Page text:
Sabtu, 06 November 2010

Agents get real (part 1)

The Real Estate Institute of NSW has just issued a new statement on tenancy law reform: its 'Real Tenancy Policy'. Whereas previous commentary by the REI on tenancy law reform was, with respect, somewhat shrill, this new statement shows promise.

We'll review it in detail in this and subsequent posts. The Real Tenancy Policy is reproduced below in blue; our comments are in black.


REINSW seeks amendments to the existing regulatory regime for residential tenancies to strike a proper balance between the legitimate interests of residential investors and the provision of proper safeguards for residential tenants.

Fair enough. We'd like residential tenancies law to strike a balance too. Of course, you have to keep in mind that the landlord-tenant relationship is unbalanced from the get-go, with landlords having the upper hand.

After all, it's always landlords and their agents who ask to see prospective tenants' references, bank statements and payslips, and run them through tenancy databases - never the other way round. Similarly, during a tenancy, landlords can generally enforce tenants' obligations by threatening to end their tenancies; tenants, however, can rarely make such threats effectively, because of the cost they bear (financial and emotional) if they end it and move. Compared to other types of consumers, tenants find it very difficult to shop around and take their custom elsewhere, and landlords feel very little pressure to compete with other landlords.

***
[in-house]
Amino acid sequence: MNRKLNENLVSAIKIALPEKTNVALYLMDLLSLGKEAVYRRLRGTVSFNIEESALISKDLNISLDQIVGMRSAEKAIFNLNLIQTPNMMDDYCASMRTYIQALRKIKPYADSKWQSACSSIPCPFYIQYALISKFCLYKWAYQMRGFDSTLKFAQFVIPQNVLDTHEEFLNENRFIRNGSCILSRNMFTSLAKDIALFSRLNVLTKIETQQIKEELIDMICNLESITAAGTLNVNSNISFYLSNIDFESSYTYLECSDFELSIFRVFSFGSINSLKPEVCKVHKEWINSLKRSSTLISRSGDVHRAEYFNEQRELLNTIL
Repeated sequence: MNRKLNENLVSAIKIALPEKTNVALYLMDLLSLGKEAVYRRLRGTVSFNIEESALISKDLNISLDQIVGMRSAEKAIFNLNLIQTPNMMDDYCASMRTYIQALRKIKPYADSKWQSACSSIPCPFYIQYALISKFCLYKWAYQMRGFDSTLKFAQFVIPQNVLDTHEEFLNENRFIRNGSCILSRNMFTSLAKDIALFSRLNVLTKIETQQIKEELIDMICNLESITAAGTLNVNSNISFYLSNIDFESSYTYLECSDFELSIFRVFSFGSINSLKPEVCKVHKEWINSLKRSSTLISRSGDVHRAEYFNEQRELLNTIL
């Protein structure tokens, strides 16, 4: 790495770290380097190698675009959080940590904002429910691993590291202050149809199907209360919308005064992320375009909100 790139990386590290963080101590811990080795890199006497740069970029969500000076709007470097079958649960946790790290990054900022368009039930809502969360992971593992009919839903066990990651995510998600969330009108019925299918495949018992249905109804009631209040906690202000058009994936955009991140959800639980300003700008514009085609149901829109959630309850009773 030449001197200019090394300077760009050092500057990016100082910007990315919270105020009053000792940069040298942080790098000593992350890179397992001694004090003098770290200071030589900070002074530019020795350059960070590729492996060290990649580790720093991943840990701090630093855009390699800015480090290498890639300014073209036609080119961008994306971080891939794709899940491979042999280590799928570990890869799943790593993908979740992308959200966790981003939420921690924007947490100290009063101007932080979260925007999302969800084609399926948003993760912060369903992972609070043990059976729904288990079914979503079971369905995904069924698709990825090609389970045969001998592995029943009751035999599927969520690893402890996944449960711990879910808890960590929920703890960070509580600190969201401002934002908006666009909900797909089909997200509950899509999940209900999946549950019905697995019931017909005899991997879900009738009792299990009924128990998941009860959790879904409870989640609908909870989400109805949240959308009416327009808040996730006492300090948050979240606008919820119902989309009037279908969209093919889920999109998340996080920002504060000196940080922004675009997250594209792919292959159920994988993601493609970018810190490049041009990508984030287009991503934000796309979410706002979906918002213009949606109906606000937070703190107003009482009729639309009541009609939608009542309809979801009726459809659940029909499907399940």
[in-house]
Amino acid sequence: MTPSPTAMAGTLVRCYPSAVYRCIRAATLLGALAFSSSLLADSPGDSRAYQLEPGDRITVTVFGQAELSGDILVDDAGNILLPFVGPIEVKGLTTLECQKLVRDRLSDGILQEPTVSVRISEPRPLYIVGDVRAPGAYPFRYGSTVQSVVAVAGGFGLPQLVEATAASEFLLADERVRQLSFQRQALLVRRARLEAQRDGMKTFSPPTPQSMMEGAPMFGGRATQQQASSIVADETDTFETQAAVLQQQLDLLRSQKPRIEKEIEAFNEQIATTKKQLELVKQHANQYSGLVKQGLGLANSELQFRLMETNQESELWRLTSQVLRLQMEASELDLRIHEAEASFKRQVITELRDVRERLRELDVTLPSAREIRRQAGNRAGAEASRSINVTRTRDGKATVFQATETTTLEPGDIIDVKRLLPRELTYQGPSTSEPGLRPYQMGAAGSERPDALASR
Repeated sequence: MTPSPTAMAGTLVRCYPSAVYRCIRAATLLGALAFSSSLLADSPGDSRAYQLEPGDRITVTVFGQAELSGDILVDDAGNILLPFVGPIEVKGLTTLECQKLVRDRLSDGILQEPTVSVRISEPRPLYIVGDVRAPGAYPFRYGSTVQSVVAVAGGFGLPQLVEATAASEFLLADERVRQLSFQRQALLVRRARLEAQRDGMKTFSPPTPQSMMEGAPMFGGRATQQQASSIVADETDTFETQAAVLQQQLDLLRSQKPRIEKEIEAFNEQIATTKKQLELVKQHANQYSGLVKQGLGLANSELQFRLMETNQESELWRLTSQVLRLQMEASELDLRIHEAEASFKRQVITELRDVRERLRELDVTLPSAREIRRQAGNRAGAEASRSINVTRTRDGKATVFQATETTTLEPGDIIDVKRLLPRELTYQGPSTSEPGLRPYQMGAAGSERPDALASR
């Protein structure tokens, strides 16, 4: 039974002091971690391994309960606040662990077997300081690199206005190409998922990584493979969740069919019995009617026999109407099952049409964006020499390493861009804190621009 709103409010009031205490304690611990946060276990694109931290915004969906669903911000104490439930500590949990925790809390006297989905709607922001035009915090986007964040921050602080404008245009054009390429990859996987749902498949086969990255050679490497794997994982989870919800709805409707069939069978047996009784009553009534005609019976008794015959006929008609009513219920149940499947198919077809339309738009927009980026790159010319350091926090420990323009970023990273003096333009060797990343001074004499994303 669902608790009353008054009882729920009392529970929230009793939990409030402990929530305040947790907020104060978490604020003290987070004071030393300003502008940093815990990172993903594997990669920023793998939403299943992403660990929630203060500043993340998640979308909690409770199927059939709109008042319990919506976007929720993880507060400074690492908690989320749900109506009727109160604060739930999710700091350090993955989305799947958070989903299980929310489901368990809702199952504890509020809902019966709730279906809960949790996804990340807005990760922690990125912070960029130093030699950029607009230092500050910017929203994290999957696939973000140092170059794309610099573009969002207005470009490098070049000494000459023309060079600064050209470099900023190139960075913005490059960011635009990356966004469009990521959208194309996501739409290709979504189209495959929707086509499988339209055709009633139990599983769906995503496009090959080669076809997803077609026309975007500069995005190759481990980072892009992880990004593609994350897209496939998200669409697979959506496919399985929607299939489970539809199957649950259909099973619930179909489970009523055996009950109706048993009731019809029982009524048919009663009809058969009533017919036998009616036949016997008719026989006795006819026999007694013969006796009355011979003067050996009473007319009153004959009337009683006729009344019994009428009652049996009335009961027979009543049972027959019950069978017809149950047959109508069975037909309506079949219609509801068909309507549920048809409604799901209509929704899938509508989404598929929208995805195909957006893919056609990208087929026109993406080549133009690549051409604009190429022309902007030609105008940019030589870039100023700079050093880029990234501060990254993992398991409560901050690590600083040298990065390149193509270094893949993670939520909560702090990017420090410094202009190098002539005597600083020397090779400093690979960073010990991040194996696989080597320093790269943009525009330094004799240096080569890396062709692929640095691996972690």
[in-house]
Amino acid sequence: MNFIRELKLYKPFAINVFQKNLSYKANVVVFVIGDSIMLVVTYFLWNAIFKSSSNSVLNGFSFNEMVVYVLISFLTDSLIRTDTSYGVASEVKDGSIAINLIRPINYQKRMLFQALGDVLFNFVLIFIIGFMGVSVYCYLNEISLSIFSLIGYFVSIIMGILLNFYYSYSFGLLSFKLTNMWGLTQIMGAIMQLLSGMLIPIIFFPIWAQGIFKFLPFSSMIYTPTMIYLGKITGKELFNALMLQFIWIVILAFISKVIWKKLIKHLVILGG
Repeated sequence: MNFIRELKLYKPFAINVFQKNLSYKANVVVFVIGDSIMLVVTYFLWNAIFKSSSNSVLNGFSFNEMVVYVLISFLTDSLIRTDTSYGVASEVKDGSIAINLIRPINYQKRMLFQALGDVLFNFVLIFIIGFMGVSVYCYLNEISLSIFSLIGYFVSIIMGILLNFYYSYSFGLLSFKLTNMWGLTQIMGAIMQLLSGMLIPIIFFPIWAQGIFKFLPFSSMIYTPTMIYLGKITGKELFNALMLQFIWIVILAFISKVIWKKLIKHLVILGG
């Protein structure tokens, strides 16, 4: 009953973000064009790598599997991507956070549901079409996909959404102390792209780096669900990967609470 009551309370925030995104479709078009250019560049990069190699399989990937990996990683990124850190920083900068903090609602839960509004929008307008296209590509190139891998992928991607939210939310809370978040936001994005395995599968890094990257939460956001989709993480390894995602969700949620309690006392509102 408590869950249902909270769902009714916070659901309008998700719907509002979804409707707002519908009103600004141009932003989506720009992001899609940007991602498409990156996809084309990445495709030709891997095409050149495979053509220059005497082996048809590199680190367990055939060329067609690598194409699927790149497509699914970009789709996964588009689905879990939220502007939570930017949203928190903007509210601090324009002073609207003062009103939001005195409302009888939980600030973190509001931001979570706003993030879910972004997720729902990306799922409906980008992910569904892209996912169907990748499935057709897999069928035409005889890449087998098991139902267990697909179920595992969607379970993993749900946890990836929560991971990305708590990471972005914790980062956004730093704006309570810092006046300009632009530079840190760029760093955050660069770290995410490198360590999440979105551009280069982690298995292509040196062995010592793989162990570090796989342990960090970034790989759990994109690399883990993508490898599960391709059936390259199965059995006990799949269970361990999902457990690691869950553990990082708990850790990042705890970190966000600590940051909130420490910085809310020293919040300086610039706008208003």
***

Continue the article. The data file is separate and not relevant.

This means tenancies law strikes a balance when it is consciously directed to strengthening the position of tenants.

The REI goes on to propose that striking a proper balance involves three things. Here's point 1.

[1] Removal of unnecessary impediments for residential investors

“Everyone shares the right to a decent standard of living. Essential to the achievement of this standard and therefore to the fulfillment of human life beyond simple survival is access to adequate housing. Housing fulfills physical needs by providing security and shelter from weather and climate. It fulfills psychological needs by providing a sense of personal space and privacy. It fulfills social needs by providing a gathering area and communal space for the human family, the basic unit of society. In many societies, it also fulfills economic needs by functioning as a center for commercial production.”

We like this quote very much. The REI cites a human rights NGO as the author and, seriously, good on the REI for taking a look at their business - rental housing - from this perspective. Hopefully it's a perspective they'll be bringing to the training they do with their members. All agents and landlords should spend a little time reflecting on it.

In New South Wales, residential accommodation plays a key role in maximising access to adequate housing. There are currently some 800,000 residential rental properties in New South Wales, of which approximately 82% are held by private landlords (as distinct from social housing). The vast majority of landlords rely on the services of licensed real estate agents to let and/or manage the property on their behalf. Just under one third of the population live in rented premises.

All true – lots of people rent.

The past two decades in particular have seen a broadening of the available opportunities for investment of capital. The advice that “the best and safest investment is bricks and mortar” is no longer followed as frequently as it was last century.

Hang on a second - let's just have a look at some measure of investment in rental 'bricks and mortar' over the past two decades
(albeit Australia-wide measures, not just New South Wales). First, let's look at the number of persons making this sort of investment. As we said, lots of people rent, but over the last two decades, lots and lots of people have become landlords. Here's a graph from the ATO and Morgan Stanley, via the Unconventional Economist:

(Rental Property Investors as a Percentage of Tax Payers)

Yes - over the last two decades the number of Australian landlords has almost tripled!